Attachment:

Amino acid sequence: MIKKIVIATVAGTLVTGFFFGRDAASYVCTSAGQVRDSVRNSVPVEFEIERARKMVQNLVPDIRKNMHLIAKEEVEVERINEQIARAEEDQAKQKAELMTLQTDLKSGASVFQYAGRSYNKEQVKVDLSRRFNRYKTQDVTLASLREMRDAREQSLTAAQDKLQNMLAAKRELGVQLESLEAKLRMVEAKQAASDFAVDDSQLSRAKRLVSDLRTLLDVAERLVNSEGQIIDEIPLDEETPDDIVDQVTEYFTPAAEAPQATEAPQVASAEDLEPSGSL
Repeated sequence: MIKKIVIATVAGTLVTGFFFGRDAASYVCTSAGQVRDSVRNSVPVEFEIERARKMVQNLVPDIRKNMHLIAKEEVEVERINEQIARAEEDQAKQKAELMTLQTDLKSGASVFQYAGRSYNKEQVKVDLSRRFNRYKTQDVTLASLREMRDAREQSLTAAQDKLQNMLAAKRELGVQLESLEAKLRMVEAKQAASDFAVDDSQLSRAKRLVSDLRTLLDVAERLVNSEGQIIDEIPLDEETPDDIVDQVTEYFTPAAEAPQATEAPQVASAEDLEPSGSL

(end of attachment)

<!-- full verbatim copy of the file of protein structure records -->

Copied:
Amino acid sequence: MIKKIVIATVAGTLVTGFFFGRDAASYVCTSAGQVRDSVRNSVPVEFEIERARKMVQNLVPDIRKNMHLIAKEEVEVERINEQIARAEEDQAKQKAELMTLQTDLKSGASVFQYAGRSYNKEQVKVDLSRRFNRYKTQDVTLASLREMRDAREQSLTAAQDKLQNMLAAKRELGVQLESLEAKLRMVEAKQAASDFAVDDSQLSRAKRLVSDLRTLLDVAERLVNSEGQIIDEIPLDEETPDDIVDQVTEYFTPAAEAPQATEAPQVASAEDLEPSGSL
Repeated sequence: MIKKIVIATVAGTLVTGFFFGRDAASYVCTSAGQVRDSVRNSVPVEFEIERARKMVQNLVPDIRKNMHLIAKEEVEVERINEQIARAEEDQAKQKAELMTLQTDLKSGASVFQYAGRSYNKEQVKVDLSRRFNRYKTQDVTLASLREMRDAREQSLTAAQDKLQNMLAAKRELGVQLESLEAKLRMVEAKQAASDFAVDDSQLSRAKRLVSDLRTLLDVAERLVNSEGQIIDEIPLDEETPDDIVDQVTEYFTPAAEAPQATEAPQVASAEDLEPSGSL